Like, to the point where it’s really a shame that this will fly under most peoples’ radars entirely — it’s much closer to something like THE VVITCH than to, say, SNOW WHITE & THE HUNTSMAN.

Cool visuals, interesting design choices, trippy cinematography and a much darker angle on the fairytale than expected, while at the same time sidestepping tired tropes and not overstaying its welcome at a brisk 87min.

Not perfect, but worth your time.

THE PLATFORM (2020)

CUBE, except vertical and the levels represent society. Low budget sci-fi horror with a decent hook and some visceral, nasty things to show you.

Fairly blunt in its sociopolitical metaphor, but it’s not really trying to be clever beyond making the broad strokes of commentary. It’s fairly plain what it’s getting at, but beyond face-value it doesn’t really say anything much deeper.

Stomach churning at turns, nihilistic at others, ultimately it’s an okay thought experiment that isn’t entirely sure what to do with its premise beyond the obvious.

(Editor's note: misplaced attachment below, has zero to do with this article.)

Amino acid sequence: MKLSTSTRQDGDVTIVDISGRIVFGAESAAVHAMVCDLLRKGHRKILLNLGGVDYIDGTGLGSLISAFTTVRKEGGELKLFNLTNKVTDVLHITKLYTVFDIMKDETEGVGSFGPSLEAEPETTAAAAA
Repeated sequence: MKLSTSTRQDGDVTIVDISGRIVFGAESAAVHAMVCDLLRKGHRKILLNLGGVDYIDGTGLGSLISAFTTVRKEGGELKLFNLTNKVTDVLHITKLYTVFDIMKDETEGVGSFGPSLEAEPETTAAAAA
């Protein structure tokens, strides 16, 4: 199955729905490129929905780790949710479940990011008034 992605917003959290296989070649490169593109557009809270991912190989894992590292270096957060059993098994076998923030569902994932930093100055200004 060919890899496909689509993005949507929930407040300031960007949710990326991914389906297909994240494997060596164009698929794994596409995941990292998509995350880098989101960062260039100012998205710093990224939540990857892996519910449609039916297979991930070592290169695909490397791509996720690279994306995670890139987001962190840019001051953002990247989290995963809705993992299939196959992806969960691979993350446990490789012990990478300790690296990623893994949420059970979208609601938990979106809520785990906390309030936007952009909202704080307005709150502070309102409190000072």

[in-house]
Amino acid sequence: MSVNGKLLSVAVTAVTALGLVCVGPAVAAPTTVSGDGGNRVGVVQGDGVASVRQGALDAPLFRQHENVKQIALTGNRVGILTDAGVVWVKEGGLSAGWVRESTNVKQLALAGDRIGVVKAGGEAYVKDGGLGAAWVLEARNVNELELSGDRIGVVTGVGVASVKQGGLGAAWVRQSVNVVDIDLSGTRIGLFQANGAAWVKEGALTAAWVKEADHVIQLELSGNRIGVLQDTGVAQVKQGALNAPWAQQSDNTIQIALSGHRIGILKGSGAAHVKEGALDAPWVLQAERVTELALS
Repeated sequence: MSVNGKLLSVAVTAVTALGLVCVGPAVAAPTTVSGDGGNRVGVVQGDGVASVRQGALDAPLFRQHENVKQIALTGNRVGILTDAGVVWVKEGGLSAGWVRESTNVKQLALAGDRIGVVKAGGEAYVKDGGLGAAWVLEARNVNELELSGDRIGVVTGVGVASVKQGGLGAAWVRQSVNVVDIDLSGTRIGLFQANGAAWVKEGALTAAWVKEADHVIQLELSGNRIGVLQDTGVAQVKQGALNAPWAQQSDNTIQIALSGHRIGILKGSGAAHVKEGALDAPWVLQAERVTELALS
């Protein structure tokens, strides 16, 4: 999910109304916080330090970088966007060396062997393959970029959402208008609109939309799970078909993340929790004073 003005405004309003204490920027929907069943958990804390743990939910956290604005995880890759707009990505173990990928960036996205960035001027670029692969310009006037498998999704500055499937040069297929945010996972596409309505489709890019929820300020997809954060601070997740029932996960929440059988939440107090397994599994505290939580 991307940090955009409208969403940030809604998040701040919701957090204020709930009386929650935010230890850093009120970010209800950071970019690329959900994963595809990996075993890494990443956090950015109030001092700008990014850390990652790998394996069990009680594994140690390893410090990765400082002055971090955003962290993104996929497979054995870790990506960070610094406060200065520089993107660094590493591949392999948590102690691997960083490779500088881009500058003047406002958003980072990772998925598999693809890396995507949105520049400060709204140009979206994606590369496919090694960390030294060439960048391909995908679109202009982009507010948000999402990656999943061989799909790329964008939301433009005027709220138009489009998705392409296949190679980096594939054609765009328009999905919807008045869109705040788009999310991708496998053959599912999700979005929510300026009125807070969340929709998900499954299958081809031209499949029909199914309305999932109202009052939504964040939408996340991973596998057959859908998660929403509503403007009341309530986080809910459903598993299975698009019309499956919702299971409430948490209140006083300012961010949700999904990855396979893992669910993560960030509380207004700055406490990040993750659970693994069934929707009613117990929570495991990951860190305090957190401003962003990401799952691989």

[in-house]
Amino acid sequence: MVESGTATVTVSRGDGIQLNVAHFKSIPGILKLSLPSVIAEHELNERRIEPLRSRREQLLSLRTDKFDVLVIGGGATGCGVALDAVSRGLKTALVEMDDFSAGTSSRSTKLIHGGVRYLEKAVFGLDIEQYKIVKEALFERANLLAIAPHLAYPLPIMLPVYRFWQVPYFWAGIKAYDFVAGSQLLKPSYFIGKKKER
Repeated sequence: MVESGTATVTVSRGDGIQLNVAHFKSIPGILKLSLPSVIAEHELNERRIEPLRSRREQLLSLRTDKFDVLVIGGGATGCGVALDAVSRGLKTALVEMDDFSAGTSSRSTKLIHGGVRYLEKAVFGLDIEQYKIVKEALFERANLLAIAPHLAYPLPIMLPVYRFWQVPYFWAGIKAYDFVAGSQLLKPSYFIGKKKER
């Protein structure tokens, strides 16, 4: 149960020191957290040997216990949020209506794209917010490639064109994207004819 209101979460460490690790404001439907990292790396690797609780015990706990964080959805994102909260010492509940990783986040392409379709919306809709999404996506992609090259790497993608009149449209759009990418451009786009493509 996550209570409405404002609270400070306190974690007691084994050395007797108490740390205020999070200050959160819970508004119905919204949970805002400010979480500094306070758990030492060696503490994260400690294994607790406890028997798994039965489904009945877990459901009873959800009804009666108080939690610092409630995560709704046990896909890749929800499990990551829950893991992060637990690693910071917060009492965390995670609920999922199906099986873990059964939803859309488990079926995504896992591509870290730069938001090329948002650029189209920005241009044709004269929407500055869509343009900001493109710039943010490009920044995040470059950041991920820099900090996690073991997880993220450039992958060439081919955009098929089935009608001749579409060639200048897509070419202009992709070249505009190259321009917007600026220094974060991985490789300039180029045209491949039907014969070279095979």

Worth a watch, just not over dinner.

THE LODGE (2019)

Small scale isolationist horror with a great handling of atmosphere and enough tricks up its sleeve to make you think it’s any one of half a dozen different sorts of movie at any point in time.

Even a cursory summation of plot threatens to give away too much. A cabin. Some kids. Their step-mother, who is the sole survivor of a suicide cult. Some long creeping moments of dread and a few unnecessarily jarring and overly loud bursts that don’t really add much to the guessing game.

Overall: pretty tense, some good imagery and a climax you’ll either see coming a mile away or be completely blindsided by.

Good for a cold, rainy night.